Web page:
I am a major advocate of a system of accountability in business and government. The media is accountable for accurate reporting. Citizens are accountable for holding  government responsible for upholding the values of our constitution.  All of us are owed accurate information as to what happened and what steps are being taken now to minimize the risk.  The problem with the finger pointing culture is that the truth can be obscured or even ignored. That would be the ultimate disaster.

Steve Pohlit

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About: Steve Pohlit CPA,MBA has been the CFO and COO of  major domestic and international companies.  Steve has extensive business ownership experience having purchased and started off line and on line businesses.  Steve offers his  business building experience to companies and entrepreneurs with business coaching and business consulting.  His  focus is on building business  profits and net asset value at above average rates.   All articles published by Steve unless specifically restricted may be freely published with this resource information.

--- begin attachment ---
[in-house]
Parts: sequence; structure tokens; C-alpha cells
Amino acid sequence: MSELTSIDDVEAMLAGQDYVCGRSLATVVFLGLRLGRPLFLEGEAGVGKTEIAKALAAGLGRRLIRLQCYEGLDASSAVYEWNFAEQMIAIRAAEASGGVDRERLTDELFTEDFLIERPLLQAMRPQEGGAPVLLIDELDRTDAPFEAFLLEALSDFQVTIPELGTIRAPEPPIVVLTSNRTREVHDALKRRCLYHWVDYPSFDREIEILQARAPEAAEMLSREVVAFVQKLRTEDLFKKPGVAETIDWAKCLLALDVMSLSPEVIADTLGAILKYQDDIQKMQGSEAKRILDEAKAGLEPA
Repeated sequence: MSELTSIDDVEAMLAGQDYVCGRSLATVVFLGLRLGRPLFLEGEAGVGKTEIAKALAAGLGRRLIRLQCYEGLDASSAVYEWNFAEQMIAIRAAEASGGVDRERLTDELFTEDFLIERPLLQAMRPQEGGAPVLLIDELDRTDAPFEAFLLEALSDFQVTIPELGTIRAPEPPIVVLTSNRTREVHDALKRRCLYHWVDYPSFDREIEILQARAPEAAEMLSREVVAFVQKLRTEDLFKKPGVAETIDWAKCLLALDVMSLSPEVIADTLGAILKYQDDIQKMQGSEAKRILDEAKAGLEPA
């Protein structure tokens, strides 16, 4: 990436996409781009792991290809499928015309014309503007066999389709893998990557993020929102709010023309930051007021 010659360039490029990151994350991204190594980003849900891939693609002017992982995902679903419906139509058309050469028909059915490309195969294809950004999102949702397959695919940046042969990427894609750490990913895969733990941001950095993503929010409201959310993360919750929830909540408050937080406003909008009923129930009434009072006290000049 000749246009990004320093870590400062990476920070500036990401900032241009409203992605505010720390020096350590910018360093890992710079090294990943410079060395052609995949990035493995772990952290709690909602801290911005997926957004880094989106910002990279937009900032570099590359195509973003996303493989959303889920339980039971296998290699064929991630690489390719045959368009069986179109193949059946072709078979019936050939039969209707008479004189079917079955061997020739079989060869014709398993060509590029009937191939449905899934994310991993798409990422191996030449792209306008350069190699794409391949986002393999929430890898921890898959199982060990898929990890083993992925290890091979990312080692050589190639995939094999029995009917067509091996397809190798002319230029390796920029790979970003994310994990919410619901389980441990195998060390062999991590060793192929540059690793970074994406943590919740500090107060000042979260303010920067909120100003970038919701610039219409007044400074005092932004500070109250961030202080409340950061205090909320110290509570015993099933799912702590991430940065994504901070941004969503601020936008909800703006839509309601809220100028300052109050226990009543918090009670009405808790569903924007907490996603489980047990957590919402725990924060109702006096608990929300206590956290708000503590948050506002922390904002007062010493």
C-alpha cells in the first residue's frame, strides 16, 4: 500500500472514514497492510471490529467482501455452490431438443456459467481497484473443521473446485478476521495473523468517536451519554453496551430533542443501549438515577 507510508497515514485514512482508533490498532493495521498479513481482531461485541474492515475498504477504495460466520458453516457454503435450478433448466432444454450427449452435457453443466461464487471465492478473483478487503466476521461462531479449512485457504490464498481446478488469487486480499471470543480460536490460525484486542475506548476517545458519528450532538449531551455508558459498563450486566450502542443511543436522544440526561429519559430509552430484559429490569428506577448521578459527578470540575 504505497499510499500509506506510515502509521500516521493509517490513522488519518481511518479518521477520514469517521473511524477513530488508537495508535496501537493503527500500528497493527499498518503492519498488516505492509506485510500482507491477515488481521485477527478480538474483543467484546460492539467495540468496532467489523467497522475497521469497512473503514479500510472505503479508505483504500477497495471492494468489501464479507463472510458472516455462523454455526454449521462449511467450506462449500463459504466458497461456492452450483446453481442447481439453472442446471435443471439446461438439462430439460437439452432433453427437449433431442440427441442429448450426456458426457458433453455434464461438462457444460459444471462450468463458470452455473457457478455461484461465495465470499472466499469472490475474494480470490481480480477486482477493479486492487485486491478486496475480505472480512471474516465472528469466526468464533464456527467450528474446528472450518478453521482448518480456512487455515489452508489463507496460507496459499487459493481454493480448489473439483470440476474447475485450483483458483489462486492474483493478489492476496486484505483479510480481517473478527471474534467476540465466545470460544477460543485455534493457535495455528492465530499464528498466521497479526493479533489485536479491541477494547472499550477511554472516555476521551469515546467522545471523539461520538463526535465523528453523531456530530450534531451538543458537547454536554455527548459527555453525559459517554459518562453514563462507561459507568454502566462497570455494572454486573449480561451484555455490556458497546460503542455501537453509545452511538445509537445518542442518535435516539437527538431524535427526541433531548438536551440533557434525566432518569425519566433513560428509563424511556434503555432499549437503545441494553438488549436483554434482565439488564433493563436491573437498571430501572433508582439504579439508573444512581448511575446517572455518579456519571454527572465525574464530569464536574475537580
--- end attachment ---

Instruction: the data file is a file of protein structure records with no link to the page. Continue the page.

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BP Oil Spill Business Losses:How Claims Will Be Calculated

There are an increasing number of headlines speculating about the extent of damage and related litigation stemming from the  BP oil spill.

There are three parts to a claim for business losses.  There is the physical loss say in the case of a fire and then lost profits due to business interruption. In addition, there are punitive damage awards. This is where a business is awarded compensation over and above actual losses.   These are called punitive damages and are typically for pain and suffering. Normally in the case of a accidental fire or damage from weather (natural cause)  there would be no basis for punitive damages. The BP oil spill falls into the category of an event that likely has the basis for punitive damage awards.

Consider a seafood restaurant on a coast line that has been family owned for generations. It has a great reputation and has been consistently profitable.  Within weeks of the BP oil spill on the news sales began dropping, continued to drop  get worse. For example, say the restaurant has been doing $2.0 million in sales and earning $200,000 profit before tax. Sales and profit  growth rate has averaged 8% per year for the last five years..